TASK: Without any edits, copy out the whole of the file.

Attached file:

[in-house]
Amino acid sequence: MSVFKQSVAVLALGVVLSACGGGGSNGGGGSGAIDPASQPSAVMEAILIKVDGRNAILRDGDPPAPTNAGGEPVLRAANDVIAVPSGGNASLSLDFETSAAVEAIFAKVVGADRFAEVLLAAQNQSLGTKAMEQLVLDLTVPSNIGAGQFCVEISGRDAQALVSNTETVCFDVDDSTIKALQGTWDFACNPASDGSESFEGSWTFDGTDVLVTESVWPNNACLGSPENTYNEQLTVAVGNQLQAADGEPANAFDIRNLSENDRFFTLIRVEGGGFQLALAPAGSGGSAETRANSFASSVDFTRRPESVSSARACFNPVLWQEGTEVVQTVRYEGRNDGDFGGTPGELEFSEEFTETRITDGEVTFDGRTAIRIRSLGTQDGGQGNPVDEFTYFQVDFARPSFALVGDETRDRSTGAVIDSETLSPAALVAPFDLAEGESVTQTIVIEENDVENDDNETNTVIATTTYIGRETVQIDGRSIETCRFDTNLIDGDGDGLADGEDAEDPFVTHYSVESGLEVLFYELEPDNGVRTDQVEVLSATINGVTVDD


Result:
[in-house]
Amino acid sequence: MSVFKQSVAVLALGVVLSACGGGGSNGGGGSGAIDPASQPSAVMEAILIKVDGRNAILRDGDPPAPTNAGGEPVLRAANDVIAVPSGGNASLSLDFETSAAVEAIFAKVVGADRFAEVLLAAQNQSLGTKAMEQLVLDLTVPSNIGAGQFCVEISGRDAQALVSNTETVCFDVDDSTIKALQGTWDFACNPASDGSESFEGSWTFDGTDVLVTESVWPNNACLGSPENTYNEQLTVAVGNQLQAADGEPANAFDIRNLSENDRFFTLIRVEGGGFQLALAPAGSGGSAETRANSFASSVDFTRRPESVSSARACFNPVLWQEGTEVVQTVRYEGRNDGDFGGTPGELEFSEEFTETRITDGEVTFDGRTAIRIRSLGTQDGGQGNPVDEFTYFQVDFARPSFALVGDETRDRSTGAVIDSETLSPAALVAPFDLAEGESVTQTIVIEENDVENDDNETNTVIATTTYIGRETVQIDGRSIETCRFDTNLIDGDGDGLADGEDAEDPFVTHYSVESGLEVLFYELEPDNGVRTDQVEVLSATINGVTVDD